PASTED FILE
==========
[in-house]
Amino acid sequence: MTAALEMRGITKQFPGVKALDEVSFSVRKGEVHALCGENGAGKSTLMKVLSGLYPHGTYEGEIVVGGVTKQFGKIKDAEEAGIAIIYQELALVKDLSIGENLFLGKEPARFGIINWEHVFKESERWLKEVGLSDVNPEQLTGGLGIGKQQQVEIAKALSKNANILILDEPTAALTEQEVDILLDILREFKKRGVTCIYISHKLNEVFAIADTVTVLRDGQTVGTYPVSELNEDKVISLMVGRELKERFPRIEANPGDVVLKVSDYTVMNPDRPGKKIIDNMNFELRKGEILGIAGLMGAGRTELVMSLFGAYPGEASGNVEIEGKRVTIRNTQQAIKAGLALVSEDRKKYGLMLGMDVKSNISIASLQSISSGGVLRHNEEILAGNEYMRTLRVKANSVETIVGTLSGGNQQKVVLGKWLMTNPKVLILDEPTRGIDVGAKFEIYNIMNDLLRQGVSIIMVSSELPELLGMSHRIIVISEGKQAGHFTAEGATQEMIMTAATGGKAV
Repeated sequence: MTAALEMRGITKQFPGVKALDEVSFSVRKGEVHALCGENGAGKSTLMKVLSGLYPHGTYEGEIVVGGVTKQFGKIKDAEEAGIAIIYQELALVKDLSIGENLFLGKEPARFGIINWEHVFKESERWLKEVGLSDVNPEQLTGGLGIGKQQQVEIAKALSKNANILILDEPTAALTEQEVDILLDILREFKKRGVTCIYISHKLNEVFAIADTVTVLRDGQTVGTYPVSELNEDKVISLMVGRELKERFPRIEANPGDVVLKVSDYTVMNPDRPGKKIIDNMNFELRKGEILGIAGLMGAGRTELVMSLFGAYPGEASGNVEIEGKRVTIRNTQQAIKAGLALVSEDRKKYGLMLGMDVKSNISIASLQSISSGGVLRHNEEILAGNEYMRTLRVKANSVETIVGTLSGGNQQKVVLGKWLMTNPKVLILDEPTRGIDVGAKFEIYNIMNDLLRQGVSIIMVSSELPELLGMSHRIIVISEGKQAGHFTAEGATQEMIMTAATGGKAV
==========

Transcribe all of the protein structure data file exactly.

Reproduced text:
[in-house]
Amino acid sequence: MTAALEMRGITKQFPGVKALDEVSFSVRKGEVHALCGENGAGKSTLMKVLSGLYPHGTYEGEIVVGGVTKQFGKIKDAEEAGIAIIYQELALVKDLSIGENLFLGKEPARFGIINWEHVFKESERWLKEVGLSDVNPEQLTGGLGIGKQQQVEIAKALSKNANILILDEPTAALTEQEVDILLDILREFKKRGVTCIYISHKLNEVFAIADTVTVLRDGQTVGTYPVSELNEDKVISLMVGRELKERFPRIEANPGDVVLKVSDYTVMNPDRPGKKIIDNMNFELRKGEILGIAGLMGAGRTELVMSLFGAYPGEASGNVEIEGKRVTIRNTQQAIKAGLALVSEDRKKYGLMLGMDVKSNISIASLQSISSGGVLRHNEEILAGNEYMRTLRVKANSVETIVGTLSGGNQQKVVLGKWLMTNPKVLILDEPTRGIDVGAKFEIYNIMNDLLRQGVSIIMVSSELPELLGMSHRIIVISEGKQAGHFTAEGATQEMIMTAATGGKAV
Repeated sequence: MTAALEMRGITKQFPGVKALDEVSFSVRKGEVHALCGENGAGKSTLMKVLSGLYPHGTYEGEIVVGGVTKQFGKIKDAEEAGIAIIYQELALVKDLSIGENLFLGKEPARFGIINWEHVFKESERWLKEVGLSDVNPEQLTGGLGIGKQQQVEIAKALSKNANILILDEPTAALTEQEVDILLDILREFKKRGVTCIYISHKLNEVFAIADTVTVLRDGQTVGTYPVSELNEDKVISLMVGRELKERFPRIEANPGDVVLKVSDYTVMNPDRPGKKIIDNMNFELRKGEILGIAGLMGAGRTELVMSLFGAYPGEASGNVEIEGKRVTIRNTQQAIKAGLALVSEDRKKYGLMLGMDVKSNISIASLQSISSGGVLRHNEEILAGNEYMRTLRVKANSVETIVGTLSGGNQQKVVLGKWLMTNPKVLILDEPTRGIDVGAKFEIYNIMNDLLRQGVSIIMVSSELPELLGMSHRIIVISEGKQAGHFTAEGATQEMIMTAATGGKAV